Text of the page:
Halloween saw the debut of a psychological horror/mystery series by writer Nick Spencer and artist Riley Rossmo -- Bedlam, the story of a former mass murderer who finds himself consulting with the police department. Here's how Spencer described the main character to CBR earlier this year when it was announced:
"Madder Red is a homicidal maniac and criminal overlord in the city of Bedlam until he is finally brought to justice after his worst attack on the city ever," Spencer explained of the series. "After his trial, he is found insane and sent to an institution wherein he undergoes experimental treatments that cure him of his mania. After a few years of close supervision and testing, he is released. He's undeniably cured – no longer ill and no longer a thread to society. So he's a free man, and he finds himself living in transitional housing for former mental patients, undergoes extensive plastic surgery to get a new identity and finds himself slowly but surely being drawn back into the world he was once a part of.
"He finds himself compulsively studying serial killings and crime in the city of Bedlam, and he's eventually recruited by the police department to become a consultant for them. The story is about his new life with a secret past. He's the worst murderer the city has ever seen, and now he's around all these people day-to-day who have no idea who he is."
So does it sizzle or fizzle? Here are a few snippets of reviews from around the web ...
Dean Stell, Weekly Comic Book Review: "... this was a very eerie comic book and it all stems from the nasty/creepy main character. In this issue, Spencer and Rossmo introduce us to a horrible serial killer named Madder Red. He’s just freaky as all hell. When we first meet him, he’s in the middle of a horrible killing spree involving dead kids and the horror continues throughout the issue as we alternate between seeing his crimes and following him has he (perhaps) tries to recover. It’s a great example of creators really using the medium of comics to its fullest."
Matthew Santori-Griffith, Comicosity: "It’s difficult not to spend a bit of time, at least initially, counting the ways in which Madder Red mimics the Joker — bloody smile against a white pallor (albeit mask), playing cards in hand, a sharp wit all the while setting himself up to get caught by the city’s slightly generic caped crusader. In this regard, I didn’t find the character of Fillmore Press, the former serial killer, to be that compelling in this first issue. Once you take the crazy out of a figure like the Joker or Madder Red, there’s a feeling that you’re can only be left with the equivalent of a sad clown or deflated balloon — something that once was grand and entertaining now worn and empty. I’m not sure if Spencer can overcome this impression, but the mysteries behind the premise definitely make me curious enough to follow up. How exactly did Red fake his own death? Who is the Good Doctor and how did he rehabilitate this monster? And just whose voice (Real? Imaginary?) is that echoing in Fillmore’s head?"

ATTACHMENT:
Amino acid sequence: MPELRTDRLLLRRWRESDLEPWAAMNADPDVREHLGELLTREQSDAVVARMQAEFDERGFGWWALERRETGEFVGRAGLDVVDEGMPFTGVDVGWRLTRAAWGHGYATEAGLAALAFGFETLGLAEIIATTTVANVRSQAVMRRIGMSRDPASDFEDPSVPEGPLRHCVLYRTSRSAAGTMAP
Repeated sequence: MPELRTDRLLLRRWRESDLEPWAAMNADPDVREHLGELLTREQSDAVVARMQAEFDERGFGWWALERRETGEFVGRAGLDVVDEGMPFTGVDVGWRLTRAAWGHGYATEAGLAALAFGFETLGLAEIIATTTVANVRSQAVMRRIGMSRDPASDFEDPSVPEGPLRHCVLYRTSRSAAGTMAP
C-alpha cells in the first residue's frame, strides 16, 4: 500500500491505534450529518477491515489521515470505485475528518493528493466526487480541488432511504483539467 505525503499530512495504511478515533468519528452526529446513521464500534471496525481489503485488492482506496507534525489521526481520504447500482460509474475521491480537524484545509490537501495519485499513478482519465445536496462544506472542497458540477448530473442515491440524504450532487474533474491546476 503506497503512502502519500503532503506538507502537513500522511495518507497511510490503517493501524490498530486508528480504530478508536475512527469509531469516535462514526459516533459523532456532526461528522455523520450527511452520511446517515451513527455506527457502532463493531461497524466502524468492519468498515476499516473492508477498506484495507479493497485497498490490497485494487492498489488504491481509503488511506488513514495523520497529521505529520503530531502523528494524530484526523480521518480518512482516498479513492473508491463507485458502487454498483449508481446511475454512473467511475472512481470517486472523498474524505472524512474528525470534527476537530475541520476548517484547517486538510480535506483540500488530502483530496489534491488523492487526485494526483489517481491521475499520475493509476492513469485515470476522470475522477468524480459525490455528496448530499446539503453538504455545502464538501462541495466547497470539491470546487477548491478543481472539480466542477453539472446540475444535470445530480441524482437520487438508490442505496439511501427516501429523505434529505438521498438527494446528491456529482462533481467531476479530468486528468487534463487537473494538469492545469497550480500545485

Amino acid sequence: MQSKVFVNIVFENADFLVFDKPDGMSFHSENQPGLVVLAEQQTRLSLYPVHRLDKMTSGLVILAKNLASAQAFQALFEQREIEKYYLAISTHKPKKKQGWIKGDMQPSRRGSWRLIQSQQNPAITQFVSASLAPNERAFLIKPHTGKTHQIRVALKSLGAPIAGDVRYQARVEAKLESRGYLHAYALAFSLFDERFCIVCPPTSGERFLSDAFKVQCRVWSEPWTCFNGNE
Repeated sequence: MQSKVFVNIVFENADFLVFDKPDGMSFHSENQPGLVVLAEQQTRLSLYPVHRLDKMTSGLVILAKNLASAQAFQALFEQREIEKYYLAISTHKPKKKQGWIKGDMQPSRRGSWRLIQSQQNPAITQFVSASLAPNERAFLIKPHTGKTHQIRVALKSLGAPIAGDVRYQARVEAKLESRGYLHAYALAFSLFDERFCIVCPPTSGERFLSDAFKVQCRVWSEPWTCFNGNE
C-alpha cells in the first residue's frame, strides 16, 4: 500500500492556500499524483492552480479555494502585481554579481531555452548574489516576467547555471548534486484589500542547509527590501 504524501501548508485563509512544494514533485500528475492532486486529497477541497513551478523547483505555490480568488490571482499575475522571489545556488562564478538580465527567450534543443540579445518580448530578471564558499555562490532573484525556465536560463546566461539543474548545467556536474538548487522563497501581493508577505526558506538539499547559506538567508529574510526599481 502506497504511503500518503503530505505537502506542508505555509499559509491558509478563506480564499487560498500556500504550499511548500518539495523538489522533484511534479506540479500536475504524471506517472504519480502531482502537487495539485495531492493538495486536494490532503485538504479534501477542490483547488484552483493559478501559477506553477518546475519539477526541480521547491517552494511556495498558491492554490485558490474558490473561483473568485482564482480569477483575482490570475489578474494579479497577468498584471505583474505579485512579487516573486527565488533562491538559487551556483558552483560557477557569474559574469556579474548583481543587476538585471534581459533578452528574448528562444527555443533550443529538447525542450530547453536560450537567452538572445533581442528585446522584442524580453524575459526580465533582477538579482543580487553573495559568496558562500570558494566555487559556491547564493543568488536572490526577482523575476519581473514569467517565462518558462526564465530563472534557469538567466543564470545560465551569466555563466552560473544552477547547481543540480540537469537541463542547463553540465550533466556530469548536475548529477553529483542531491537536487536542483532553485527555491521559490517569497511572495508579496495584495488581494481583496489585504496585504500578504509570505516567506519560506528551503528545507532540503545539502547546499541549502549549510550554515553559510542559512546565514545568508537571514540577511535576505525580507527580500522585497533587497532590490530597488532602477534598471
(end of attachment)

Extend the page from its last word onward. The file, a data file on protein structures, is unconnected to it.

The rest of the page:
Monica Piluso, All Geek to Me: "I absolutely love the artwork in this comic. Riley Rossmo (Rebel Blood, Green Wake) makes the world balance between gritty and realistic. But it is Jean-Paul Csuka that steals the show with his colors. For some reason I am a sucker for black and white scenes with smudges of color. As for Nick Spencer (Morning Glories, Thief of Thieves) the writer, he needs to lay off the speeches. I get that he is trying to set the series set up but you cannot have too many speeches contained in one comic. It gets a little overbearing. Hopefully this won’t happen in future issues."
Jennifer Cheng, Comic Book Resources: "As a villain, Madder Red outdoes even The Joker in his exultation in the ecstasy of drama and the aesthetics of violence. There's a lot of blood, but gore is not the point, and Rossmo's stylized art is a good fit for Spencer's intentions. The contrasts and simplicity of Jean-Paul Osuka's black, white, red and green palette not only complement Rossmo's art, but further reinforce Spencer's emphasis on theater and its duality of comedy and tragedy."
Jonathan Pilley, Omnicomic: "With the art, the simple fact is that you'll either love it or hate it. Rossmo's style is very unique and it really works for Bedlam #1, showcasing Madder Red with a white mask littered with red triangles. He looks as unhinged as he actually is and that's a testament to Rossmo's artistic ability. Csuka's colors are what complete the art though. The book is drenched in reds, blacks and whites, presenting a stark reality and world that Madder Red inhabits. It's a violent life he leads and seeing the despair through the colors really hits home how detached the character is from reality."